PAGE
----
Govt welcomed truce extension in Yemen. Riyadh 3 Aug welcomed truce extension in Yemen, saying deal “primarily aims to reach a permanent and comprehensive ceasefire” (see Yemen). Terrorism suspect wanted in connection with 2015 bombing of Mosque in Abha city 10 Aug detonated explosive belt in Jeddah city as security forces attempted to arrest him, killing himself and injuring four. U.S. State Dept 2 Aug approved potential sale of Patriot missiles in $3bn arms deal. Saudi and U.S. 9 Aug announced joint military drills “Native Fury 22” in Yanbu and al-Kharj governorates for eighth time beginning mid-month. In effort to quash domestic dissent, court 15 Aug sentenced women’s rights activist Salma al-Shehab to 34 years in prison for tweets critical of govt; U.S. 22 Aug raised “significant concerns” over sentencing. Iranian foreign ministry 5 Aug issued public statement demanding release of Iranian national detained by Saudi Arabia during hajj pilgrimage.
U.S. President Biden attended multilateral summit in Jeddah, while govt announced minor confidence-building measures with Israel. U.S. President Biden 15-16 July visited Saudi Arabia to attend bilateral U.S.-Saudi meeting and Gulf Cooperation Council+3 (Iraq, Egypt and Jordan) summit in Jeddah city; Biden 15 July met King Salman and Crown Prince Mohammed bin Salman. In small confidence-building steps, Saudi Arabia 15 July opened airspace to all air carriers, including flights to and from Israel; U.S. same day announced deal to remove multinational peacekeeping mission from disputed Red Sea island Tiran by end of year, indicating Saudi recognition of Israel’s maritime access to Red Sea.
Warring parties extended truce in Yemen and U.S. President Biden announced visit to Jeddah port city in July. Saudi-led coalition and Huthis refrained from cross-border attacks after warring parties in Yemen 2 June renewed April truce for two more months (see Yemen). News 13 June surfaced that Oman facilitated talks in May on border security between govt and Huthis. U.S. White House 14 June confirmed U.S. President Biden will visit Saudi Arabia in July as part of first Middle East trip of his presidency; Biden is expected to meet King Salman and, informally, Crown Prince Mohammed bin Salman. In sign of warming ties with Türkiye, Saudi Crown Prince Mohammed bin Salman 22 June visited Turkish capital Ankara to meet President Erdoğan, in first visit to country since killing of Saudi journalist Jamal Khashoggi in 2018. Iranian foreign ministry 27 June said Riyadh wanted to resume talks with Iran; fifth round of talks were held in April. After months of resisting U.S. and European pressure to increase oil production, OPEC+ 2 June announced it would raise output by 648,000 barrels per day in July and August 2022.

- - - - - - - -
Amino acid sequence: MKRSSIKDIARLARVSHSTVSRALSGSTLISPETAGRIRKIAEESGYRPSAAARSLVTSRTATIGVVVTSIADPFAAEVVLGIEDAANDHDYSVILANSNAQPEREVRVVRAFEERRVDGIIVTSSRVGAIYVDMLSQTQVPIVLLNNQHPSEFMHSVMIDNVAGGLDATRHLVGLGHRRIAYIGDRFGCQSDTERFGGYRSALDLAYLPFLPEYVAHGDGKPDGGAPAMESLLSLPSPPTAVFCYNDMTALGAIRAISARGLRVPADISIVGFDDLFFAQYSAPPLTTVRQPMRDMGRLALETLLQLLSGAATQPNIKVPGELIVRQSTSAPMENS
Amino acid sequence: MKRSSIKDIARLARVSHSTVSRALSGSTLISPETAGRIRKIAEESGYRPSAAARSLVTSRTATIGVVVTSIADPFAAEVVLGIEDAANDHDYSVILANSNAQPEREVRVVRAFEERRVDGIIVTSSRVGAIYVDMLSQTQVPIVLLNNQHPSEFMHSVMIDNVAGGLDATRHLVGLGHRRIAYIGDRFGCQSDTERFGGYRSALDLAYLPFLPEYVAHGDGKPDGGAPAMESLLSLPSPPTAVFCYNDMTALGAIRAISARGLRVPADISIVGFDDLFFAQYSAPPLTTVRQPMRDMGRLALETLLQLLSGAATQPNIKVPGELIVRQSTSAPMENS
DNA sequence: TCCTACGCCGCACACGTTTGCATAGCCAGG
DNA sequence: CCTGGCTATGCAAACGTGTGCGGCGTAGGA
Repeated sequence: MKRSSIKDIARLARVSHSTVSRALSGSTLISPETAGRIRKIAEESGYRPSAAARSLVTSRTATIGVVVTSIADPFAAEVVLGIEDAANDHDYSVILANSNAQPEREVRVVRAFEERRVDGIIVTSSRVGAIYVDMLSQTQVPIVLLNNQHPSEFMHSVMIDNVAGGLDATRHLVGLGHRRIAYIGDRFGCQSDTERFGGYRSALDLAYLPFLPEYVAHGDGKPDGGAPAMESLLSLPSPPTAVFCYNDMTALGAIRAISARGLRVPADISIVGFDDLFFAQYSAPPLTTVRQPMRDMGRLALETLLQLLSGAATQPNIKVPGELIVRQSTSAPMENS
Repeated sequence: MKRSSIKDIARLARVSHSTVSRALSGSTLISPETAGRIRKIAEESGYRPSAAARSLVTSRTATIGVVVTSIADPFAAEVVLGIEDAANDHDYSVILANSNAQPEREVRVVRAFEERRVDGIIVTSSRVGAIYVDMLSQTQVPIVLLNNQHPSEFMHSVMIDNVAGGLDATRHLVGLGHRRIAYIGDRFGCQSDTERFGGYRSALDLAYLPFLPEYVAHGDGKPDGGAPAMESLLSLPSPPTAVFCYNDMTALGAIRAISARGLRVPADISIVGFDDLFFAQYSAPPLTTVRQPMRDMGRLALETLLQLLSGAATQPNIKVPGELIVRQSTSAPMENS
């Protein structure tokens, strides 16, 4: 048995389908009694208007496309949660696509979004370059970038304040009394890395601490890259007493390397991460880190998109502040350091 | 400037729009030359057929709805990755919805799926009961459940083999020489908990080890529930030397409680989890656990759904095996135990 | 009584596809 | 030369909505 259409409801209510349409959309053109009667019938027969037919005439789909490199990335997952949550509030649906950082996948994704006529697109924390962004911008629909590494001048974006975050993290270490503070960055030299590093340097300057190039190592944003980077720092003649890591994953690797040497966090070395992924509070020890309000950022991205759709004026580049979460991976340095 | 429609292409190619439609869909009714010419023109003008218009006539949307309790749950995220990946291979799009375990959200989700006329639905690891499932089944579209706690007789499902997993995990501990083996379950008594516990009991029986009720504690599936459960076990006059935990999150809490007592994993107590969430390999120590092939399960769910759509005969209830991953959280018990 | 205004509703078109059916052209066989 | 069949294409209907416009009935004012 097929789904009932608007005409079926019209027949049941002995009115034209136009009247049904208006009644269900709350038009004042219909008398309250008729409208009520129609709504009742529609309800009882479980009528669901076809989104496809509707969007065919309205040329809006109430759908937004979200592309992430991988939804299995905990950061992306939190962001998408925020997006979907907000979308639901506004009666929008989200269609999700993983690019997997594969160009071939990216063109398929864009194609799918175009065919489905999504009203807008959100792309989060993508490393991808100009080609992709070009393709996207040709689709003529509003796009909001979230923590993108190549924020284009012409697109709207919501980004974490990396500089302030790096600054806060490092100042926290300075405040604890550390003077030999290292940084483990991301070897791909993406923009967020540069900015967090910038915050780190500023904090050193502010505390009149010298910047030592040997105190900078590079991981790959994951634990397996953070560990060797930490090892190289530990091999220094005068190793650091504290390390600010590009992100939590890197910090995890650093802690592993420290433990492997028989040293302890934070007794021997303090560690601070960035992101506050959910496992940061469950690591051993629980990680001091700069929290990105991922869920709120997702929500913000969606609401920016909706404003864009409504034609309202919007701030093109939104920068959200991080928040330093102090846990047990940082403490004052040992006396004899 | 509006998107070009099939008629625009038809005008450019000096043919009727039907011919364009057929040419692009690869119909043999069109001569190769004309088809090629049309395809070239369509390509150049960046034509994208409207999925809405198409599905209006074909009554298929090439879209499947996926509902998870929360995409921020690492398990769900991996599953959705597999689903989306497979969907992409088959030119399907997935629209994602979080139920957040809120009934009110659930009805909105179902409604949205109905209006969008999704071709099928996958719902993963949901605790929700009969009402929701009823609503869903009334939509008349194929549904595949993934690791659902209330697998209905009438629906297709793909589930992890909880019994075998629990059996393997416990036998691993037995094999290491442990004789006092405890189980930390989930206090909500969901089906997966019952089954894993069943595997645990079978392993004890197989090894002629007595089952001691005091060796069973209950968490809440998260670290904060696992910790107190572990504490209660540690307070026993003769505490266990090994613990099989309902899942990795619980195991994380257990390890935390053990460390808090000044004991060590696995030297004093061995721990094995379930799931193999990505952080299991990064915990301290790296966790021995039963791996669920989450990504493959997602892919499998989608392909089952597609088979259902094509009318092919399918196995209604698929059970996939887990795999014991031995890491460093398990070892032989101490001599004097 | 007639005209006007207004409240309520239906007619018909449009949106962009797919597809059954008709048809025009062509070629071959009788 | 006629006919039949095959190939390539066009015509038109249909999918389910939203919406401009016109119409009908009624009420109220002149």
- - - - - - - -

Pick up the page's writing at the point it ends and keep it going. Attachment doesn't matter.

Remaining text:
Coalition and Huthis refrained from cross-border attacks as April truce largely held. Cross-border Huthi attacks and coalition airstrikes remained halted after April truce (see Yemen). Vice Minister of Defence Khalid bin Salman bin Abdulaziz Al-Saud 17 May met U.S. National Security Advisor Jake Sullivan during which latter reaffirmed U.S. commitment to help Riyadh defend its territory. U.S. Sec State Antony Blinken 30 May held phone call with Saudi FM Prince Faisal bin Farhan Al Saud to discuss efforts to prolong truce in Yemen. Despite pressure from U.S. and Europe to increase oil production, OPEC+ 5 May decided to maintain planned production levels. Financial Times 22 May quoted Energy Minister Prince Abdulaziz bin Salman, signalling support for Russia as member of OPEC+. Meanwhile, following fifth round of talks in April after seven-month hiatus, Iranian FM 17 May dismissed Iranian lawmakers’ statement that he would soon meet Saudi counterpart saying “no new developments” had occurred since April talks, while FM Prince Faisal bin Farhan Al-Saud 24 May said “some progress but not enough” had been made in talks with Iran.
Saudi-led coalition and Huthis in Yemen halted cross-border attacks, while Riyadh and Iran resumed talks in Iraq. Huthis halted cross-border attacks into kingdom and Saudi-led coalition stopped airstrikes following 1 April truce between warring parties in Yemen (see Yemen). Iranian Foreign Ministry 4 April reportedly said Iran was ready to resume talks with Saudi Arabia after Iran suspended them in March; fifth round of talks was held 21 April in Iraqi capital Baghdad, making it first time dialogue took place since Sept 2021. Iraqi PM al-Khadimi in interview 30 April expressed optimism for Saudi-Iran ties, saying: “We are convinced that reconciliation is near”. Saudi Arabia 7 April announced it would send ambassador back to Lebanon after Oct 2021 diplomatic spat (see Lebanon). Turkey 8 April announced it would move trial for 2018 murder of journalist Jamal Khashoggi to Saudi Arabia, effectively ending probe; Turkish President Erdoğan 28 April visited Saudi Arabia to meet Crown Prince Mohammed Bin Salman.